All these connections I formed, whether permanently or just for that one, delicate moment, matter. Each city contained unique moments. A tour through the salt mine in Hallstatt was the coolest tour I’ve been on in my life, for reasons which I shan’t spoil in a blogpost. Riding a bike around Salzburg’s city and greenery refreshed my soul. In the city of Dorfgastein, a ride up a ski lift into the tip of earth’s atmosphere was not as cold to my bare and unprepared legs I had imagined; though sledding down a short incline on my cheap raincoat was a chilly decision. Ordering an abundance of meals from my favorite restaurant in Ostrava was likely not a wise choice; however, the justification was that it was from a healthy superfood joint. I’ll never forget getting a basket full of Croatian peaches for what equals 1 U.S. dollar and distributing more than half to those who were homeless and begging.

The program itself consisted of a diverse curriculum throughout three weeks. This included learning how to navigate Vienna’s transportation, tours of the city and museums, performing community service, and admiring castles. Touring the United Nations headquarters in Vienna was informative and inspirational. A lady named Nina, who was homeless, directed us around the city and shared the hope of the eradication of homelessness in Austria. Touring Auschwitz and Birkenau extermination/concentration camps and taking day trips to nearby cities were also vastly educational. Each of these places and events came with a unique story I will forever love to share with those wide-eyed in the wonder of the traveling life.

The trip itself inspired me to travel even more. It gave me the confidence to explore countries where English is not so prevalent, the strength to work out issues with plans (#faultytransportation) or people, and the hope in the humanity around us. Seeing hope in humanity would seem rather implausible considering I witnessed an abundance of Holocaust history, but the past doesn’t define us; it is how we react to it that shapes our future. Living in Vienna has taught me that a future abroad through a career or personal connections is one where I need to be.

Tiffany Aguilar: Semester Abroad in Yokohama, Japan

To say that I am satisfied after my study abroad experience is an understatement―I am renewed, refreshed, and revitalized. I did not realize how successful I could feel after studying abroad. This entire journey has taught me so much more than I could have asked for. I learned from a multitude of groups―American college students, Japanese college students, the Japanese elderly, retail workers, and Japanese parents. And not only did I find myself feeling connected to Japan, but I found a beautiful sense of a community. It’s almost unbelievable that I have only spent three months here. The connections I’ve made feel so much more real than that.

Ultimately, I feel that I met the expectations I set for myself on this trip. I was determined to establish a stable sense of community. Because I was going to be living in a dorm, I envisioned a group of us to form a support system as we lived abroad. That happened almost instantaneously, which resulted in a group of American college students opening and sharing their hearts with one another more than ever before. I wanted to take advantage of this opportunity, knowing that there was so much to learn from each other. Although it was a bit difficult for us to truly understand where each of our perspectives were coming from, it was a huge learning moment for all of us.

What ended up being slightly unrealistic was the idea that Japanese people could be invited into this community. It was almost a two-sided world here; I was either surrounded by Americans or Japanese people. It was more difficult than I expected to merge the two worlds, as Japanese people can be incredibly shy to speak English. In general, Japanese people can be quite passive and would much prefer to blend in with the crowd. It was rare to meet a Japanese person who was willing to be “loud with Americans” or go out at night with us. There were a few Japanese people who didn’t care about what others thought of them, so they were happy to join us. But for the most part, the two were quite divided.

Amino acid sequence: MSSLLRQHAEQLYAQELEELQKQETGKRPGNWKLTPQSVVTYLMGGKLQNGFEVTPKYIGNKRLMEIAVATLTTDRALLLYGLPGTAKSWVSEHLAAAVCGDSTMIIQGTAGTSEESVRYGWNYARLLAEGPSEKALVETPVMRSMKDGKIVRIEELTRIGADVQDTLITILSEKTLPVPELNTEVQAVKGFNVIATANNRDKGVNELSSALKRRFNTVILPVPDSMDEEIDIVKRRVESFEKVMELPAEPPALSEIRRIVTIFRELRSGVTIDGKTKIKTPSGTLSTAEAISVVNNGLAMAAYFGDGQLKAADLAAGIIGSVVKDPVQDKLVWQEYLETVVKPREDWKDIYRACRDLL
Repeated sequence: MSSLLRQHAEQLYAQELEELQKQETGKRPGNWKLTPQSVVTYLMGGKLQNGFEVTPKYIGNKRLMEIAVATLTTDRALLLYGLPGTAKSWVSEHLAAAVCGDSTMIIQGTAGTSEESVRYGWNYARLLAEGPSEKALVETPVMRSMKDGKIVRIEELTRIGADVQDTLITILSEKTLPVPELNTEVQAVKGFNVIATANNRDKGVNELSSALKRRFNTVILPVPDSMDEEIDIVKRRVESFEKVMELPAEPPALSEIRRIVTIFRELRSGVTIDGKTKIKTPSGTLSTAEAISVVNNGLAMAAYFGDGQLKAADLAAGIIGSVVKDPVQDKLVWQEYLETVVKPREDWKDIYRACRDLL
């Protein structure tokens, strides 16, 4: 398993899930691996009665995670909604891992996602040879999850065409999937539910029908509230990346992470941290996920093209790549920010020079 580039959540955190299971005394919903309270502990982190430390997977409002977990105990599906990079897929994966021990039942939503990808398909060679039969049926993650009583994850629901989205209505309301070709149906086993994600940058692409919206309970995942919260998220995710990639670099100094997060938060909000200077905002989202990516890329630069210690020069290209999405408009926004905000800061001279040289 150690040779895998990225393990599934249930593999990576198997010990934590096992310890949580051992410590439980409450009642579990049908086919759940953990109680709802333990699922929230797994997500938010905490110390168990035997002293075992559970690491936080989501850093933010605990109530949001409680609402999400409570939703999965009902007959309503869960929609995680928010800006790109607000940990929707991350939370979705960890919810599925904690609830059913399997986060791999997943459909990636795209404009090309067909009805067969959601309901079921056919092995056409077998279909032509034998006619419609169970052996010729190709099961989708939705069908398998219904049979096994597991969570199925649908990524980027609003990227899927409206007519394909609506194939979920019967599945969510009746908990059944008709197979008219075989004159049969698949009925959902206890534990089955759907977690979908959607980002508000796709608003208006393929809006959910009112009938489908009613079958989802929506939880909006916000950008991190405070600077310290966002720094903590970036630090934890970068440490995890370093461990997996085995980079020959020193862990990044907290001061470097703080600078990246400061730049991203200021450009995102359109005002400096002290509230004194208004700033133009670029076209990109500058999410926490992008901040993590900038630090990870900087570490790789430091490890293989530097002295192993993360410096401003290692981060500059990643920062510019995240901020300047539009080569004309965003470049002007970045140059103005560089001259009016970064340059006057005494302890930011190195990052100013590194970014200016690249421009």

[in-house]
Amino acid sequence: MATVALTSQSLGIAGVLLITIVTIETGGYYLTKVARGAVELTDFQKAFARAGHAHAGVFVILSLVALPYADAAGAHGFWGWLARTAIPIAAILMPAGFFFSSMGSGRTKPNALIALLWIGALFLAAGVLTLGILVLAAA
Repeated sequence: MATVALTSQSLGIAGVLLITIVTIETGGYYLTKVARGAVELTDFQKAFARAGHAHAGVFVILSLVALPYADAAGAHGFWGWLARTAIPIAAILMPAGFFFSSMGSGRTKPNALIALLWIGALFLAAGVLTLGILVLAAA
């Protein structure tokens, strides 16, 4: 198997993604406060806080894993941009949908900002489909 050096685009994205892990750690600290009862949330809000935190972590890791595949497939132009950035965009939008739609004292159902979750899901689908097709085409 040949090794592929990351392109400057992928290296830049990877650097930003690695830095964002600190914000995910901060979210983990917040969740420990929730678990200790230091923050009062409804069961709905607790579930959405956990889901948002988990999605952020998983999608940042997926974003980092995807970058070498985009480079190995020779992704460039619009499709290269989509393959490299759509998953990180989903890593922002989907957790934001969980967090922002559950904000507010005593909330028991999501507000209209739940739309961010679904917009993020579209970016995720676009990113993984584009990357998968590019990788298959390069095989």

As a result, I remained intentional with my Japanese friends and made sure to tell them that they were welcome at any outing we went on. I assured them that they had much more than they realized to offer. Had I known about their timidity and fear,  I would have been more focused on making a Japanese community before an American one. Throughout the semester, it almost felt like the international students were in their own bubble. This bubble only strengthened as we spent more time with each other. On the other hand, my connection with Japanese people was more during school settings.

Because I was determined to establish a growing sense of community, the biggest obstacle was reassuring outsiders that they are welcome into the group. I did not want this to just be a social club―this was going to be a family. Some people were a bit intimidated by the commitment, even some American students. And to Japanese people, it was unheard of. It was strange to think that a growing group of friends that just met could go on trips, eat meals, and spend their days together. What I was willing to change about my project is being a lot bolder than I thought I would be. I was bold about my eagerness to see a family form among strangers. I spoke passionately about the importance of being in community.

Looking back, I don’t think my September-self would believe my December-self. This is my first time ever being so committed to see a group of strangers get so close. My heart expanded for the concept of human kindness and empathy. Throughout this semester, I found myself in a group of people I would have never thought I could be in. I was exposed to so many new perspectives, stories, and mindsets. I feel as though I’ve experienced an entirely new world with a Japanese flair. And to think I had the chance to do this all in the country I’ve always dreamed of living in―I can’t wait to see what other goals I’m able to achieve in the future.